What is a Tabata Interval?

I am one of those people who prefers to take the shortcut to the store that may include a gang of bumps in the road, a million curves and probably a few pot holes then take the long road that is straight, no bumps and definitely no pot holes.

So when it comes to exercising, it’s not surprising that I would much rather do a 15 or 20-minute workout instead of an hour.

I look for the workout shortcut. Instead of doing 60 minutes on the treadmill, I do 30 minutes.

So you can imagine my delight when I heard about a style of workout called Tabata intervals a few years ago.

What is a Tabata Interval?

Tabata is basically the same things as high-intensity interval training. You just do it for a shorter period of time.

Basically, Tabata intervals take what you would do in 30 minutes and knocks it down to just 4 minutes with 20 second breaks in-between.

The Japanese use this method when training their athletes, and it’s actually a very effective workout, especially if you’re short on time or just don’t feel like doing a longer workout.

What is a Tabata Interval?

Tabata was all the rage in 1996 when Dr. Izumi Tabata, a physician and researcher, took two groups of people and put them in a exercise program for six weeks.

One group did moderate-intense exercises five times a day.

The other group performed the high-intensity exercise, also known as the 20/10 (20 seconds of all out exercise followed by 10 seconds of breaks done 8 times for a total of 4 minutes) workout.

At the end of experiment, the ones who did the Tabata exercise performed improved their aerobics well as anaerobic fitness levels.

The Tabata method was first used on runners but quickly caught on and is the method used some trainers as well as individuals as a means to not only train, but to get fit in the shortest amount of time.

The New Mom Workout?

Before I had children (bless them), I had energy. I used to get up early (really early) to workout, and I had time to cook healthy meals, and generally do whatever I wanted. Since having kids, I’m lucky if I get 8 hours of sleep.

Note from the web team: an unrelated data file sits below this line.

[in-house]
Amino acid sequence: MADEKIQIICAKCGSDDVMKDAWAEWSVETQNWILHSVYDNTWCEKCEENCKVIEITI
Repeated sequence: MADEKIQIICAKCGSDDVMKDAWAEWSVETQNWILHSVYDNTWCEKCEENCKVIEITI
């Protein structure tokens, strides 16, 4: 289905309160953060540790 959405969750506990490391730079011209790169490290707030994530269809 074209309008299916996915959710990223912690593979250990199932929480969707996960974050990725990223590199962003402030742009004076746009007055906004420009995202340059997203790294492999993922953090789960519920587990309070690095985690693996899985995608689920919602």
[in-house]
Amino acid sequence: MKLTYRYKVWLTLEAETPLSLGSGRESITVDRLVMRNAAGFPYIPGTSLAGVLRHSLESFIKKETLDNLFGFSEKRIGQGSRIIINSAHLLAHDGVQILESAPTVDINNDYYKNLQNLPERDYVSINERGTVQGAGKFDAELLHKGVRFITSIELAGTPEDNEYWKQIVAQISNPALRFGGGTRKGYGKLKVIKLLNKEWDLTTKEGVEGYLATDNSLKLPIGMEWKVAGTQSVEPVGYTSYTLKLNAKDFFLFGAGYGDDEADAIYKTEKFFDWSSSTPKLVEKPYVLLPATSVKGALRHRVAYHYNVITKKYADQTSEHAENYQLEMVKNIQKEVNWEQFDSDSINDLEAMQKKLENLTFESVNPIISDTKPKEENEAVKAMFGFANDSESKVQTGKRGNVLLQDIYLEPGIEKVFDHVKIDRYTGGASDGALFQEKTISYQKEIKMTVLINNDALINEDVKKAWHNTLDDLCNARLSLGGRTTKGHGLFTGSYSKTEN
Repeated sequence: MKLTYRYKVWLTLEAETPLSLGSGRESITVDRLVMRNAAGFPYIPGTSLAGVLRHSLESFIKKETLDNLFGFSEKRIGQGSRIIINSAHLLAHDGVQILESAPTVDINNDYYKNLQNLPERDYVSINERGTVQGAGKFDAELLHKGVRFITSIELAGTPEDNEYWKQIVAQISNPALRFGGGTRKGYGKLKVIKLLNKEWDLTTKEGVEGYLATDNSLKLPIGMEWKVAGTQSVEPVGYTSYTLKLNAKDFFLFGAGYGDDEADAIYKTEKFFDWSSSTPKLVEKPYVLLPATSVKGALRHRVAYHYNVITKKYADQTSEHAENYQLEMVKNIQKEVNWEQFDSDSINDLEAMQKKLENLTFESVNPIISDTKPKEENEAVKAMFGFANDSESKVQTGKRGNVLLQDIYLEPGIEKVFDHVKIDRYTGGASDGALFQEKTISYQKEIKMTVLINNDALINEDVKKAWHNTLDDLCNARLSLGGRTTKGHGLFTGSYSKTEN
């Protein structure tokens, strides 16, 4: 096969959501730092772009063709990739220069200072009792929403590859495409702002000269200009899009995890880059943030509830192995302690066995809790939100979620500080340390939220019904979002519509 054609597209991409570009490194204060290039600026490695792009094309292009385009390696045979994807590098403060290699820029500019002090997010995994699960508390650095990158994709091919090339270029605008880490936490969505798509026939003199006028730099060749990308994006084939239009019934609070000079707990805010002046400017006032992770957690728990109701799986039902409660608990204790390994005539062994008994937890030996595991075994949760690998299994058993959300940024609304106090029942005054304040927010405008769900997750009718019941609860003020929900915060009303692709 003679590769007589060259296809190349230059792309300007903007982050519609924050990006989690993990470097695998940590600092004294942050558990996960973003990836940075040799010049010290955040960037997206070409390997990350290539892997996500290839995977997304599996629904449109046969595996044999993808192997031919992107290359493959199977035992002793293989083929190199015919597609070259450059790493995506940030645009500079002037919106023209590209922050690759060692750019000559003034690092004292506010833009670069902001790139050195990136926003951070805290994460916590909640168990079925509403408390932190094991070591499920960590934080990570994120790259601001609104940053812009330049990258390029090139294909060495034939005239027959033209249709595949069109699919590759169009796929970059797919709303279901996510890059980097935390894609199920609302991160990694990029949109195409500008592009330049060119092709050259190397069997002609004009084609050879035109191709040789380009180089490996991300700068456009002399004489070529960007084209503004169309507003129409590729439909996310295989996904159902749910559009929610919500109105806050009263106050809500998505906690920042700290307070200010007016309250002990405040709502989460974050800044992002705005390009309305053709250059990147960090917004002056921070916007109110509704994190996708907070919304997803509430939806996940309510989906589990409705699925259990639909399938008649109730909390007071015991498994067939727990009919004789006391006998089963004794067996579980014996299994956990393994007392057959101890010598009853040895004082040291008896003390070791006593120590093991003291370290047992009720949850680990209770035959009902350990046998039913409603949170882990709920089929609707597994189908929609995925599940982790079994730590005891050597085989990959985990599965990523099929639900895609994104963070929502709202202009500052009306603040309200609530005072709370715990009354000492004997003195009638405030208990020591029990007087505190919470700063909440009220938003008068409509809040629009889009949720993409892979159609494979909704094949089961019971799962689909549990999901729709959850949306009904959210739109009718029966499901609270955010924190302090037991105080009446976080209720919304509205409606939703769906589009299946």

The boys are my world, and while I wouldn’t change it, I definitely do not have a hour to myself to workout. Not unless I want to be used as a human jungle gym.

So I started researching short workouts, HIIT, and came across Tabata intervals. It felt like it was too good to be true. Kind of a magical workout unicorn in a sea of not enough time.

But I had to give it a try. I actually found my first Tabata workout on YouTube (go figure), and it was really fun.

The trainer’s name is Brad Gouthro and his Brad Gouthro – Tabata for Beginners shows the advanced version of the different exercises, but also gives the beginners version of the same exercises.

I was out of breath and sweaty at the end of 4 minutes. And I’d burned nearly 200 calories according to my Apple Watch.

I highly recommend giving it a try at least once or twice (don’t be quick judge on the first try) and you may find this not only fits in with your busy schedule, but may even just fit in period.

Tabata Timer

If you want to do Tabata intervals, you’ll need a timer. Now, I’ve tried a number of different apps and the one that I haven’t deleted is called Tabata Timer anad is totally free. And all of the work is done for you.

The intervals are already there, and all you have to do is press play.


There is a Tabata time app from Google Play for Android phone or App Store (which is what I have).

Have you tried Tabata?

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